The Golden Age

Posted by : atcampbell | On : December 16, 2003

The Golden Age by John C. Wright

We had five attendees for this book with one late arrival and 2 commenting via email. Only two people read the entire book.

In a far future within a seemingly utopian society, a changed humanity rubs minds with other beings from around the solar system. Phaethon, the protagonist, discovers parts of his memory has been erased (No, this isn’t “Paycheck.”).

Readers generally liked the questions this book raised, but disagreed on the way they were executed. What is personality? Identity? Reality? With such deep questions some readers wanted more payoff from the novel. Especially since there was a fairly long setup to the story. We agreed it was an ambitious novel and admittedly it’s not easy to write about a personality moving between levels of reality.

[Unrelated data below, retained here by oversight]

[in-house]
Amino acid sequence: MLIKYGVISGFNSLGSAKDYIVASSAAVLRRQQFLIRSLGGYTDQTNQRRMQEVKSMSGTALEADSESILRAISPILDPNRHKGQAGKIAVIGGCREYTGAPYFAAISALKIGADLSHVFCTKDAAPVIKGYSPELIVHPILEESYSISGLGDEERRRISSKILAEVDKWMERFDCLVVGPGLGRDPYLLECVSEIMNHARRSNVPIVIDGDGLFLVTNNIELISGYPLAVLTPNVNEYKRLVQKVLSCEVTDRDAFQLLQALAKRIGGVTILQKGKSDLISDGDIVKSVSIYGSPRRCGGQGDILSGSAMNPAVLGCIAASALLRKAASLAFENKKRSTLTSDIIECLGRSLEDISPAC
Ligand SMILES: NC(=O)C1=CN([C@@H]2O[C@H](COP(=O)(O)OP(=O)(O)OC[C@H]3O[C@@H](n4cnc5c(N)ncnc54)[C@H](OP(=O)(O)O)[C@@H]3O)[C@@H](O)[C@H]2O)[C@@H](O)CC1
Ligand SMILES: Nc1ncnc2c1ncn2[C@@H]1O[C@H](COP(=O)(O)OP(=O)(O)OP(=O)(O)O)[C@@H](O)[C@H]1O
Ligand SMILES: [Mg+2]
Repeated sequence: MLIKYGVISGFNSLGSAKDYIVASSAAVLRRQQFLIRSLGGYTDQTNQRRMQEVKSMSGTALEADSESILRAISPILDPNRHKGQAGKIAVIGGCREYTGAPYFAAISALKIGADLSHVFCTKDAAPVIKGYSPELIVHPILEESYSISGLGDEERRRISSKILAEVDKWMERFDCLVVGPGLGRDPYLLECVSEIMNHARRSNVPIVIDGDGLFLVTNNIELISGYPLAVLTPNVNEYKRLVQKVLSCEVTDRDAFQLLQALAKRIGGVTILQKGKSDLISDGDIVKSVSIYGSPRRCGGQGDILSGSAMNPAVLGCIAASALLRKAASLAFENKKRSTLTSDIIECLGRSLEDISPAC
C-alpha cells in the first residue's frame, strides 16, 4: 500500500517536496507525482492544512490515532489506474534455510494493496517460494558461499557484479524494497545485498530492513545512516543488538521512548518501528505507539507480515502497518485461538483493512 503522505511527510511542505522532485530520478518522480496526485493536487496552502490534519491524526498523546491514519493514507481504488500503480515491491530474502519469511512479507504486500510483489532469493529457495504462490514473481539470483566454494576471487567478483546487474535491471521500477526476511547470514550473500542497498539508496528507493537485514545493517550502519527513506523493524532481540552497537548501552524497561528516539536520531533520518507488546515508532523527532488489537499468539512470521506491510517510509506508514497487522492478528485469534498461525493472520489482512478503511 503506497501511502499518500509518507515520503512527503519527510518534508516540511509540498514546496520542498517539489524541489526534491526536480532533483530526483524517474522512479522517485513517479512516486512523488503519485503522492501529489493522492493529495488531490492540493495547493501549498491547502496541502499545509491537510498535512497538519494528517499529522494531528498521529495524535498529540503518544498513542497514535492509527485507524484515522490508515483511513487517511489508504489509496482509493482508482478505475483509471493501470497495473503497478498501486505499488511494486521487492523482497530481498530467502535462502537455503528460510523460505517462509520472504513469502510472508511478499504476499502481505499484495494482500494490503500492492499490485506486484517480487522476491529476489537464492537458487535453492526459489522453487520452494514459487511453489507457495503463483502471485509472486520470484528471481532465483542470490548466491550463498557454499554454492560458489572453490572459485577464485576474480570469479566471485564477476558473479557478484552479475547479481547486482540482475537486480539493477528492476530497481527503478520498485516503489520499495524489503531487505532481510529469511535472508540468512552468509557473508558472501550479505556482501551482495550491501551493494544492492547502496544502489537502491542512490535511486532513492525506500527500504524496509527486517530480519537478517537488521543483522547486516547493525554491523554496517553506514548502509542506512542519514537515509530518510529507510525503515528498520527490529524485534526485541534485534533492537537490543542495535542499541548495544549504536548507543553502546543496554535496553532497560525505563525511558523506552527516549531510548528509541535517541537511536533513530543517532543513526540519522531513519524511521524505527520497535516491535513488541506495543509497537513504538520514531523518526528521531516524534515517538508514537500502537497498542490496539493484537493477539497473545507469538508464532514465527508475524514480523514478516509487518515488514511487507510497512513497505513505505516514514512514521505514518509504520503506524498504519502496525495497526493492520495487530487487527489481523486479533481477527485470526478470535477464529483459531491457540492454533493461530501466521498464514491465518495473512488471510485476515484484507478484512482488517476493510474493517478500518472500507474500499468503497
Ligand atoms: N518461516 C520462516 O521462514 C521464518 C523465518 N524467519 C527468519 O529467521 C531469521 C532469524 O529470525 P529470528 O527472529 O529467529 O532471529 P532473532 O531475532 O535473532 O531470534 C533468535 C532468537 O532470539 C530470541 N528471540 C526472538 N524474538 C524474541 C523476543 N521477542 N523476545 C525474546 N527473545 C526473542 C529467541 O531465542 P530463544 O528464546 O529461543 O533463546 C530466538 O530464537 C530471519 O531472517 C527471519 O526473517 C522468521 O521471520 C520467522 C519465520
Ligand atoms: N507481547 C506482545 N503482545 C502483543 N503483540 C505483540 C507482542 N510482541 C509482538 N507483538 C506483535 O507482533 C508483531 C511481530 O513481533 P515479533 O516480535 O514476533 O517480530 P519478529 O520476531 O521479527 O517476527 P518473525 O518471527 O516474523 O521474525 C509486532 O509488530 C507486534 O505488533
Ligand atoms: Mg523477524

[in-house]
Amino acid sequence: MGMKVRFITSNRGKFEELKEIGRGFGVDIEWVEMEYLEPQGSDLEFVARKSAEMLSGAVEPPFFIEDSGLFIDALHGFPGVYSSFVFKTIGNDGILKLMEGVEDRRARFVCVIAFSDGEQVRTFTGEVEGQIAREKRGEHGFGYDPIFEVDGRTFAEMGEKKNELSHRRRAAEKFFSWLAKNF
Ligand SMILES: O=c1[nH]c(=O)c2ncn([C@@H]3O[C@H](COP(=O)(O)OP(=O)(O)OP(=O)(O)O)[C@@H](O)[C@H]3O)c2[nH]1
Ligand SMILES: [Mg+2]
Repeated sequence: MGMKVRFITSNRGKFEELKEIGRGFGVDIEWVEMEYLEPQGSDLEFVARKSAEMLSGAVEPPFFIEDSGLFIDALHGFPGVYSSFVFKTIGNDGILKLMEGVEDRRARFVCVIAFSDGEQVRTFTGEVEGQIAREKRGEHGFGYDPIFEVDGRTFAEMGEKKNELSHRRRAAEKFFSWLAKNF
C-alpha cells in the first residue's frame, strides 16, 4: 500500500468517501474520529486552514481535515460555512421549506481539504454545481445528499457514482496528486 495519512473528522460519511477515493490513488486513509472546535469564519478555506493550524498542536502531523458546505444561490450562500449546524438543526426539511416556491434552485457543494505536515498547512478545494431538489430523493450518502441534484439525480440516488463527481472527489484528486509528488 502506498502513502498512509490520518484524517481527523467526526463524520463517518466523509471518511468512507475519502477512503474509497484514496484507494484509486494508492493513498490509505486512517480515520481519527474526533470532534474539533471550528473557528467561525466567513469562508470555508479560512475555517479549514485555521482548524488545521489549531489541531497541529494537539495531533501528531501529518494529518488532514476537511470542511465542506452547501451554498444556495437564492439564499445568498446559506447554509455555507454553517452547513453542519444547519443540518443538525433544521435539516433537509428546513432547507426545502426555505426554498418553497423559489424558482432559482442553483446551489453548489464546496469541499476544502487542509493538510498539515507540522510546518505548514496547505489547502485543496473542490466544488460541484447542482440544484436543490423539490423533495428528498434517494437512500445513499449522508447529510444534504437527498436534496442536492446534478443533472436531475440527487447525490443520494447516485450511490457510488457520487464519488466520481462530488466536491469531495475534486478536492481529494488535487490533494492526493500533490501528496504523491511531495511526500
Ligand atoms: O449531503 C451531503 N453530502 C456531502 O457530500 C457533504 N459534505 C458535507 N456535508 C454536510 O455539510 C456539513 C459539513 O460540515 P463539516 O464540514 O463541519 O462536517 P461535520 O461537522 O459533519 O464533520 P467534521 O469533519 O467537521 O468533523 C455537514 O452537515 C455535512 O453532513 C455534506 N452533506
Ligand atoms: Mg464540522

One reader talked about the title of the book and how it tied in with the pulp novels from SF’s Golden Age. He thought the klunkiness of writing was deliberate, a homage to those early works. But those novels had more action. It was suggested there was only one real action scene in the entire book.

Much grousing about the fact that this book ended with a cliffhanger and stated the story was to be finished in book two, so they had to go out and get another book. Grousing turned to being pissed off when they found that it doesn’t actually conclude until a previously unmentioned book 3.

This was yet another book where we caught several typos. Notice to publishers: this REALLY puts a reader off!!

Afterwards several people had dinner at the Mongolian Grille, during which Kurt entertained with the story of his colonoscophy.

— Judy Strange